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Author Topic: PC093: Giant Episode: The Mermaid’s Tea Party  (Read 5123 times)
Heradel
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« on: March 02, 2010, 08:16:16 PM »

PodCastle 93, Giant Episode: The Mermaid’s Tea Party

by Samantha Henderson.
Read by Tina Connolly.
Originally appeared in Helix.

The mermaid barely slowed her breakneck pace as she approached and ran herself halfway up a yellow beach, belly-down and arching her back so her torso was almost upright. At the same time, she flung Cassandra casually upon the sand, half-knocking the breath out of her. Cassandra gulped for air, then scrambled as best she could up the beach, out of reach of the mermaid’s grasp — or so she profoundly hoped.

The mermaid watched her and made no move towards her, a nasty grin on her face.

“I’ll find the tea, and you’ll make us a party,” she said. “Then, maybe, I’ll bring you some food.”

Cassandra stared. Then the import of the creature’s words struck her and she looked around, beginning to panic. The island was perhaps a mile around and very flat, save where white ridges were raised above the surface. A large wave would have swamped it. A few trees she recognized from picture books as palms clustered off-center, a green haze underneath them. There was not much else.

Nothing to eat, certainly.

The sand clung in a fine film to her dress and bare legs, and itched. Miss Murchinson would have been scandalized.

Rated R for carnivorous mermaids, sexual shenanigans in the presence of a minor, and near death experiences. This one’s not for the kiddies.

This episode was brought to you by The Hundred Thousand Kingdoms, out now from Orbit. You can read the first three chapters of the book at www.Nkjemisin.com.
« Last Edit: March 16, 2010, 07:22:01 AM by Heradel » Logged

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« Reply #1 on: March 02, 2010, 08:46:42 PM »

Rated R also because Dave sings in the intro! YOU'VE BEEN WARNED!!!!!!!!!
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Allie
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« Reply #2 on: March 03, 2010, 09:34:40 PM »

One of my favorite things about this one was the comparison between Cassandra and the mermaids. Both are like spoiled and bored children who seem completely indifferent to the human suffering around them. I'm glad Ms. Henderson ended the story by allowing Cassandra to redeem herself and choose to live a purposeful life.
 
On another note: The "Slimy Octopus Abortion" insult from Escape Pod's The Legend of St. Ignatz!! Between that and "fishy bitches", I don't know which is more fun to say  Cheesy
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Talia
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« Reply #3 on: March 03, 2010, 11:16:12 PM »

Great story. Equal parts weird, beautiful and creepy, as I've found many of Ms. Henderson's stories to be. Jack/John's eccentric behavior is in keeping with someone long stranded on an island alone (but for the ever present threat of psychotic mermaid jailors) to be.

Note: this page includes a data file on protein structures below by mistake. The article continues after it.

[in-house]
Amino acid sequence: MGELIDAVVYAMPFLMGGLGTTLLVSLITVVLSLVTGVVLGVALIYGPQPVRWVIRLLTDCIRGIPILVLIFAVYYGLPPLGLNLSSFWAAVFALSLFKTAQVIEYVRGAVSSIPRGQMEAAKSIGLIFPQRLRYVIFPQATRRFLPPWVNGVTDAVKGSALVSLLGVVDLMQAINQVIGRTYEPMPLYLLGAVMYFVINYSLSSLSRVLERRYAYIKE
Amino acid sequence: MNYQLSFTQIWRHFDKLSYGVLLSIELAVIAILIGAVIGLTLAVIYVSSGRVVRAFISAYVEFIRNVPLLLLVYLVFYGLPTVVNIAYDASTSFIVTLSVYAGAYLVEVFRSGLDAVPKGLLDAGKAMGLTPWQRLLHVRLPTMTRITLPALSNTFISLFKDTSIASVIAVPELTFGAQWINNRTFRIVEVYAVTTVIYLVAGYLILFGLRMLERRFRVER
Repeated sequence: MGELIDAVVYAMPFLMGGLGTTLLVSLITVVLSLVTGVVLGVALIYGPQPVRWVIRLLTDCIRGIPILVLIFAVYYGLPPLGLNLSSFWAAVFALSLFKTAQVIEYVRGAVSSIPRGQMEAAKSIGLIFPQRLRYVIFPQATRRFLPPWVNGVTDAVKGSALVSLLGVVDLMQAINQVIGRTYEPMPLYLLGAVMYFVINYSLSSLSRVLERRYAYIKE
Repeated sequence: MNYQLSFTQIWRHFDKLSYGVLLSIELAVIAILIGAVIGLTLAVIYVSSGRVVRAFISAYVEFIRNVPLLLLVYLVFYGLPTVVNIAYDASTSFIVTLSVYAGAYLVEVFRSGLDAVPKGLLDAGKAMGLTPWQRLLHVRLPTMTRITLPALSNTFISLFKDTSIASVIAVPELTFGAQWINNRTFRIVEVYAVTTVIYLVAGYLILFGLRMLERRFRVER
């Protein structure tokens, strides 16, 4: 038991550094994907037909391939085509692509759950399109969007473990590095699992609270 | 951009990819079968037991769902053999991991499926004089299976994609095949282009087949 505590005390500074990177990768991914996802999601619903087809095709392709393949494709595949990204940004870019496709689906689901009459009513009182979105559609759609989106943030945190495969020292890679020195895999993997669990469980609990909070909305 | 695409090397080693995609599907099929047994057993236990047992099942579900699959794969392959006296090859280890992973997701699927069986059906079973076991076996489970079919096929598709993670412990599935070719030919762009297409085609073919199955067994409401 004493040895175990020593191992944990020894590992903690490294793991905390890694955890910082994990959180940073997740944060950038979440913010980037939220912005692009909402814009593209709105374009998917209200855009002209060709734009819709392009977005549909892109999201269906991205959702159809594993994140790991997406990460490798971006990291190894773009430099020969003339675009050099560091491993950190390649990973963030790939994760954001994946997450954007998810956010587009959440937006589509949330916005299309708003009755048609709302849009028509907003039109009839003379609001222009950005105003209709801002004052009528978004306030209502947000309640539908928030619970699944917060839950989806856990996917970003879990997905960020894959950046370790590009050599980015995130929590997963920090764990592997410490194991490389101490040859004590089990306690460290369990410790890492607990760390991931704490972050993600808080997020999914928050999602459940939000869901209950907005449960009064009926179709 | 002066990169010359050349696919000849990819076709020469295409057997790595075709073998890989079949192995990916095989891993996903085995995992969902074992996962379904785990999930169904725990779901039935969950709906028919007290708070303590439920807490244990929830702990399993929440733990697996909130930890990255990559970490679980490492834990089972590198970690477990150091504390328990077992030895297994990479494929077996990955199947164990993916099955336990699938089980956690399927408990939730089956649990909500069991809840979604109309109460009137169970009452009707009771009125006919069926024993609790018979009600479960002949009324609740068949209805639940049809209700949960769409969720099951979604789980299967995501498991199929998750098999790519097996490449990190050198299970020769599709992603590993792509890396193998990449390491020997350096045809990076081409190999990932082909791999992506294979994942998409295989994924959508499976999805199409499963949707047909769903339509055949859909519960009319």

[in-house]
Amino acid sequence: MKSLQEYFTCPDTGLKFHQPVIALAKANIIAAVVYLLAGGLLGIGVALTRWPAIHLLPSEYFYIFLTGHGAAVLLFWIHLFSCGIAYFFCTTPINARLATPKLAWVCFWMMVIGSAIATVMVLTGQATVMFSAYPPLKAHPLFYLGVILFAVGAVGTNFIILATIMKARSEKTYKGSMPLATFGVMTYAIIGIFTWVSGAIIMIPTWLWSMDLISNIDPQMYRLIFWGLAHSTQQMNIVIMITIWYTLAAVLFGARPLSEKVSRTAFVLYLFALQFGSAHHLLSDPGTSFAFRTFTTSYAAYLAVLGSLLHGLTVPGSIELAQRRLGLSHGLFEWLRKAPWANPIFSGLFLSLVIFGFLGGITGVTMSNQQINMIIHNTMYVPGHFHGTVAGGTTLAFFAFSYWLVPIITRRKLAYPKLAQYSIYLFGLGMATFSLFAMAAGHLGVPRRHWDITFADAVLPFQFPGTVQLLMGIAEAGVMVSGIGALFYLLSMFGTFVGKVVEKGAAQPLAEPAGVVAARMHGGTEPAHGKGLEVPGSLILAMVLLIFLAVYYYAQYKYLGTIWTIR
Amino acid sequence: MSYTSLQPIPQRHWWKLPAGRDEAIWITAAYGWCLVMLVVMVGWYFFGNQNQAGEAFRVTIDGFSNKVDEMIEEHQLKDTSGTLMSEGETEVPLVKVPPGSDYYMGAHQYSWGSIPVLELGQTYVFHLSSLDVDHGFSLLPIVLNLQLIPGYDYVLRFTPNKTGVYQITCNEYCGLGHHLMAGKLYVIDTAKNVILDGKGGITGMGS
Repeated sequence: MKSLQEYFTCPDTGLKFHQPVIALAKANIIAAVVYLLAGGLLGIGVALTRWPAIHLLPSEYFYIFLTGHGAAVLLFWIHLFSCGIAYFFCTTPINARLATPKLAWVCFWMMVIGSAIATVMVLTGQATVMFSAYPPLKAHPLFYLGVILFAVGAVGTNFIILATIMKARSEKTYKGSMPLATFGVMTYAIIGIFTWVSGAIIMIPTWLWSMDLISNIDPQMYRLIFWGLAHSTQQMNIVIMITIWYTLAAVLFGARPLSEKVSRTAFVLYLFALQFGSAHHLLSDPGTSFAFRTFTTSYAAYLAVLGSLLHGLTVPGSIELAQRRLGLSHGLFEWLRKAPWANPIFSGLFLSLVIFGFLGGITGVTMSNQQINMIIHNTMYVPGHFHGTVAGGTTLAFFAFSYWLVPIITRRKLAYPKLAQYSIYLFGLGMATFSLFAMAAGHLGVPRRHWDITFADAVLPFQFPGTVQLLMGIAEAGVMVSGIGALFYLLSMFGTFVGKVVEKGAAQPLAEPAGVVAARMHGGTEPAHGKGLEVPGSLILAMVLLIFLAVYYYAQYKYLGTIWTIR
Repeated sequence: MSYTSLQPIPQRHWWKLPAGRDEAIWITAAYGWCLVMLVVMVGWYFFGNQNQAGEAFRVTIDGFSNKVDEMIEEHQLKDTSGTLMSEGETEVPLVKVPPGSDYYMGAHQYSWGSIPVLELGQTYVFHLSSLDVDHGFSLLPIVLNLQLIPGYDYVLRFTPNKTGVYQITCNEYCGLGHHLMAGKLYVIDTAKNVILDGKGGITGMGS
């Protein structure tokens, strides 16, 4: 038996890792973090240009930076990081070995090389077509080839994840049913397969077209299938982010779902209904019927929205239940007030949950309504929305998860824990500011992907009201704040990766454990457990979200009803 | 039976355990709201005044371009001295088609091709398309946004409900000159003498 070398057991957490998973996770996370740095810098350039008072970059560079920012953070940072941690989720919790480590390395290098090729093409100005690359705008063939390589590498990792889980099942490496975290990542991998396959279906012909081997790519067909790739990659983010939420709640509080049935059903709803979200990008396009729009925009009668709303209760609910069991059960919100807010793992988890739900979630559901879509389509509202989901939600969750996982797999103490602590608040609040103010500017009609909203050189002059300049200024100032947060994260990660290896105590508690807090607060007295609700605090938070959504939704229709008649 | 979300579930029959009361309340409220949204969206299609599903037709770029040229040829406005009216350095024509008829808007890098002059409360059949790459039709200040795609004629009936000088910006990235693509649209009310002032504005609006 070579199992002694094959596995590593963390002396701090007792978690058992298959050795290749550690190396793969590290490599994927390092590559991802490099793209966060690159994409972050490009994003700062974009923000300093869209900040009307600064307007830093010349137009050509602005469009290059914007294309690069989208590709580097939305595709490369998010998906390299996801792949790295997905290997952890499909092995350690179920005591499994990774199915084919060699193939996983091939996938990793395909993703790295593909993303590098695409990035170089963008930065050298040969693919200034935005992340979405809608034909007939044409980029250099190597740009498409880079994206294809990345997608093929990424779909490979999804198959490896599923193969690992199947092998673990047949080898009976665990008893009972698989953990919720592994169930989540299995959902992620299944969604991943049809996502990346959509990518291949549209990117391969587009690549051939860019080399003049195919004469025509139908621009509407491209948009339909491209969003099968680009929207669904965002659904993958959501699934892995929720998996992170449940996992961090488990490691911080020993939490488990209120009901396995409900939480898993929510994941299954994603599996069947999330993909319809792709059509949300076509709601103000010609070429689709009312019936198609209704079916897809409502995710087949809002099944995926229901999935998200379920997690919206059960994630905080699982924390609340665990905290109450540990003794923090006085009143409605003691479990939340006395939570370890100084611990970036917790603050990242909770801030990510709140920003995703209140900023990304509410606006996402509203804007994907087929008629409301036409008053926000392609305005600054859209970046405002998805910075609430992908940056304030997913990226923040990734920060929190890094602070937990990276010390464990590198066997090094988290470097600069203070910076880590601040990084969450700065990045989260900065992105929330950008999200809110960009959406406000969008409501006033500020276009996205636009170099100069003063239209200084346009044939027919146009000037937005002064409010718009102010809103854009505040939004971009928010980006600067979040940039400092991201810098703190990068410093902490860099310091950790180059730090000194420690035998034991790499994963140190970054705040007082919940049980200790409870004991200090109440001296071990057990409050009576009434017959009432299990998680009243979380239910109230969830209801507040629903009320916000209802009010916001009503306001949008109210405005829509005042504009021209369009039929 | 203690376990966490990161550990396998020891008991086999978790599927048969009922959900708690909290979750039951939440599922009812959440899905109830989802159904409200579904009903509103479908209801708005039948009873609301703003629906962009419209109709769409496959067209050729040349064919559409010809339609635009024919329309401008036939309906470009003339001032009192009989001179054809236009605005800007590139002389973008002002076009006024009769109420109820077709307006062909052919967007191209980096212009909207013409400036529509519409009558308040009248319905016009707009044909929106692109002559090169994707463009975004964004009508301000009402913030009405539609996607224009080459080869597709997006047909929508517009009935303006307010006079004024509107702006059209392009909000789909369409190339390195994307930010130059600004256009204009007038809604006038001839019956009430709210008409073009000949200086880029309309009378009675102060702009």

I must admit, though, once I heard the name he had given to the mermaids was "Jack..." well, yeah. One guess who I instantly envisioned him as Tongue

(particularly the Jack at the beginning of POTC 3, when he's off his rocker).
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« Reply #4 on: March 04, 2010, 09:20:13 AM »

This story was told very well except for the very beginning, which starts in the middle of the tea party. I was a little confused. Also, in the beginning we weren't quite sure how old Cassandra was -- not until the narrator told us. I'm fine with that but I thought she was nine or so, not twelve. But I guess the narrator's vocabulary made that less likely.

It was a suitably gritty and chilling and disturbing story, and I think the author really captured the feelings of being marooned, and of being lost at sea with nothing to drink. She didn't mention Cassandra getting a sunburn, although I guess with everything else that happened listening to her go on and on about the pain of the sunburn would've been too much to handle.

Did we really need Jack to desecrate the bodies at the end, before they get off the island?

I don't think Cassandra was rescued by pirates. Sailors, sure, but not pirates. Not necessarily. Not sure how I felt about the very end, where she decides what to tell them -- I almost think there could be a "book two" where she said "I'm Cassandra Wilkins, and my dad owns a sugar plantation" and then when Cassandra is in her twenties she becomes a pirate. But it's not my story to tell.

Tina does excellent readings. I think some of the reading fell down with the pirate dialect but there's nothing to be done about that.

Overall a good giant.

On another note: The "Slimy Octopus Abortion" insult from Escape Pod's The Legend of St. Ignatz!!

I didn't remember the title but I remembered the story.
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« Reply #5 on: March 04, 2010, 10:26:51 AM »

Another fantastic story and the reading was delightful.  You guys certainly earned the $5 this month (even though I am not sure which *pod gets the $5 from me).